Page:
At a toddler group, I told a woman that she looked familiar to which she replied, ‘you’re the lady in the dressing gown!’ To be precise, I am no ‘lady’, I’m just a curly scruff woman wearing her dressing gown who happens to be still in her dressing gown while the school-run parades outside her front window.
When my two toddler daughters have finished slobbering their breakfast loops all down my chairs and table, and both mini curly heads are dressed and gnashers are brushed, it’s 8.30. I’m ready to go, kids in the car, by nine. But this is shameful compared with how organised other mums are. I clearly have too much time on my hands; that’s probably why I’ve had time to write down all the things any first-time mum might want to consider…
Once your baby is over a year old, you’ll realise that toddler groups are your saviour: when the half-term holiday arrives, part of you will mourn the loss of the toddler group like middle-aged women mourn the loss of Strictly Come Dancing. In the winter, in particular, a toddler group is a place where your toddler can run around and not make a mess in your house. They learn to share with minimal fuss: they don’t quite kick off with their sibling with the same hiss and venom at a toddler group, compared with at home. And, when toddler groups are run by volunteers, you’ll be amazed to see the goodness of humanity when these mature ladies actually volunteer to spend time with your toddler. THAT is amazing. Today, I learnt that the volunteers who help out at a toddler group which I attend start preparing for our arrival at 8 o’clock in the morning. To me, these ladies are unsung heroes.
Another important thing to note is that you will never have full control of your child. No matter how many years you have studied child psychology, or you’ve worked with children, some things they do will pounce on your voice box and steal your words. Learn to love the cringe-worthy and you can do no wrong. For example, on Monday, I was at my usual toddler group with my twin daughters, Emily and Charlotte. Both were happily employed doing puzzles and consecutive minutes like this always call for a slurp of tea. However, no sooner had my mouth become full of tea, Emily picked her nose. And she was not subtle, that finger was right up her hooter and wriggled around like a hyperactive worm. I quickly swallowed my tea; Emily then put her finger in her mouth. I was about to call out, ‘NOOO!’ but she spoke out in a loud, proud voice, ‘DEELICIOUS.’ I was dumbfounded and had to stifle a giggle (you have to, don’t you?) before I explained to her that Princess Ana and Queen Elsa would never do such a thing. I then realised that Emily also says, ‘DEELICIOUS!’ when eating her dinner. So my cooked food is on the same par as her bogies. Excellent.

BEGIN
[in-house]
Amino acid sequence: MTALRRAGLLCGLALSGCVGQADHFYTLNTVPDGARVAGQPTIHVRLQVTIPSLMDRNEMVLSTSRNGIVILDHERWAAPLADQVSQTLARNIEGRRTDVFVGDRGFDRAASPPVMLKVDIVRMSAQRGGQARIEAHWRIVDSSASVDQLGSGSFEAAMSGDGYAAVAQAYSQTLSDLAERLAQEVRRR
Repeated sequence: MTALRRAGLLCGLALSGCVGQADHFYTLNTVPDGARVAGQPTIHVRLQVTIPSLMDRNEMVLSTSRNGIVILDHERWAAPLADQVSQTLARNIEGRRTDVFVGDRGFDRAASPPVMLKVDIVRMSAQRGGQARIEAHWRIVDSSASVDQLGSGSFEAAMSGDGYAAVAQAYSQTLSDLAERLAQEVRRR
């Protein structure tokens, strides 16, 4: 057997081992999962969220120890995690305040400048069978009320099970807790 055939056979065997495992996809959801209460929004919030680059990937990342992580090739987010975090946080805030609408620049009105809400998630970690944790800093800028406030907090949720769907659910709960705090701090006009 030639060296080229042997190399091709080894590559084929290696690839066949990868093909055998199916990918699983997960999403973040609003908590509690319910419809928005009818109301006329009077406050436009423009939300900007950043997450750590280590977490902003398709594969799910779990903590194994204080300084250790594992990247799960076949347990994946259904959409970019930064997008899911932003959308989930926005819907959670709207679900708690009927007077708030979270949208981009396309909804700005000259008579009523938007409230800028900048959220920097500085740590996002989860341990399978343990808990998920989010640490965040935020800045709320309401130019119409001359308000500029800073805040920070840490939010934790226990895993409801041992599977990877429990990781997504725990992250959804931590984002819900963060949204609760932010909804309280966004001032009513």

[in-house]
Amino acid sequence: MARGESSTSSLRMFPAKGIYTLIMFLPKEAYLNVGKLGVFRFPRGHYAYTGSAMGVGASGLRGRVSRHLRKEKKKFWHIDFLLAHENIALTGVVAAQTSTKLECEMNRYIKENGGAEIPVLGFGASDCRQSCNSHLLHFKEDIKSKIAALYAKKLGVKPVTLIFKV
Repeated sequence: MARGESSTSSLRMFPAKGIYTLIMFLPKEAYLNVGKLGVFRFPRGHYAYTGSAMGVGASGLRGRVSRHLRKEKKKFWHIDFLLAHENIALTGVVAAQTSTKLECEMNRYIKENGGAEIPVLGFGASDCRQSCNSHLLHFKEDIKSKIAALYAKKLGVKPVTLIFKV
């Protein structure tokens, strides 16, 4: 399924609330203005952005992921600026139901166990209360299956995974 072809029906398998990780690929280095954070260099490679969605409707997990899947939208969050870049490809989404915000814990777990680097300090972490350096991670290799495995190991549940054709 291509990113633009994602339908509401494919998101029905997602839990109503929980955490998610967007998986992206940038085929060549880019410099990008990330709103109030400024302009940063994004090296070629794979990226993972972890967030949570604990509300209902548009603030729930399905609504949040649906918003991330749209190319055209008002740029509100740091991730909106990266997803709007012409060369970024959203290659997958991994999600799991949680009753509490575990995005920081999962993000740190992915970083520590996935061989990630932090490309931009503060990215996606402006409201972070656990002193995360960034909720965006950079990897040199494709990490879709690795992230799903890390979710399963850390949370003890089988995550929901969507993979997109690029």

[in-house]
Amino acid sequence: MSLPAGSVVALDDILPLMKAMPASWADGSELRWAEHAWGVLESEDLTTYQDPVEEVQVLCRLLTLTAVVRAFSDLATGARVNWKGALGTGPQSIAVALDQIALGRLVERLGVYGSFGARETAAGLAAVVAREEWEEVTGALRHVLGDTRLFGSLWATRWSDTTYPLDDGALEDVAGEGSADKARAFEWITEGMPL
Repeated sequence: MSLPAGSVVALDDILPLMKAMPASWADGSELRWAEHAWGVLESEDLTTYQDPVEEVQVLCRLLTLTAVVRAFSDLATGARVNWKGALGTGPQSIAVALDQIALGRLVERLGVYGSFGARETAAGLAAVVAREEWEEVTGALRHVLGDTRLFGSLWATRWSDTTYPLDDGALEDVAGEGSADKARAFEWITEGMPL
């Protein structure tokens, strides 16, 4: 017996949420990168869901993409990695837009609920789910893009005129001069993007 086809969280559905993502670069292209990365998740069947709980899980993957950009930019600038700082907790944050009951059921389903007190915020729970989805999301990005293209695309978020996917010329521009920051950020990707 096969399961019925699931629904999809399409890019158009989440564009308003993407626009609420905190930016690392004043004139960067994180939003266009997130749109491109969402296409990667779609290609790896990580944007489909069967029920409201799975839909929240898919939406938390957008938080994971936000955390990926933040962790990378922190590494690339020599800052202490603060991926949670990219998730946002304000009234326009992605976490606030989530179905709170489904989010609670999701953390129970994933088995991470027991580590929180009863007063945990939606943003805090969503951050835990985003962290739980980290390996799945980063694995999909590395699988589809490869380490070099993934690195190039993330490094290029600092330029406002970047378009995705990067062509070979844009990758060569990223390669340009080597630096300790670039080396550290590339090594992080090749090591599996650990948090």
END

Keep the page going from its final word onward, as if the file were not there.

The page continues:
And when your first child is nine months old, beware of the universally hated phrase, despised by most first-time mums,
‘so when are you having your second?’
It appears that once you have one child everyone believes that your reproduction potential is their business as much as it is yours. Strangers in public toilets, strange sales women working in M & S and your mum’s doctor will all tell you that you must have a second child. Otherwise, how on earth will your child learn to play in a room with OTHER children? I mean, nurseries are full of plastic pre-schoolers and toddler group children are only pretend. As a twin mum, no one really bothers to ask if I’m going to have any more children but I hear about how my friends of single children get almost harassed on a weekly basis. As a first-time mum, you may not even have considered having a second child or you may be trying to conceive and not succeeding. Has anyone considered that?
Finally, your bathroom habits will no longer be your own. Your child will insist on following you to the toilet and will always call out to you several times when you’re in the shower during which time you’re thinking that every minute that you’re rinsing off your soap suds, more and more things are being broken or damaged. And when your blood freezes because you suddenly realise that you put the finger paints in the box which the girls can reach and they might, just might, be able to take off the paint pot lids, you run down the stairs, naked, to see what walls they have painted. Inevitably, one has climbed up somewhere and even though you’re naked your sense of uproar makes you charge over to the child and reprimand her. Only, you turn towards the window and your eyes meet those of a mum on the school-run (at least it wasn’t the dad). Next time, that mum who previously identified you by your dressing gown might be extremely pleased to see you, once more, in your dressing gown.
Thank you for reading my blog post.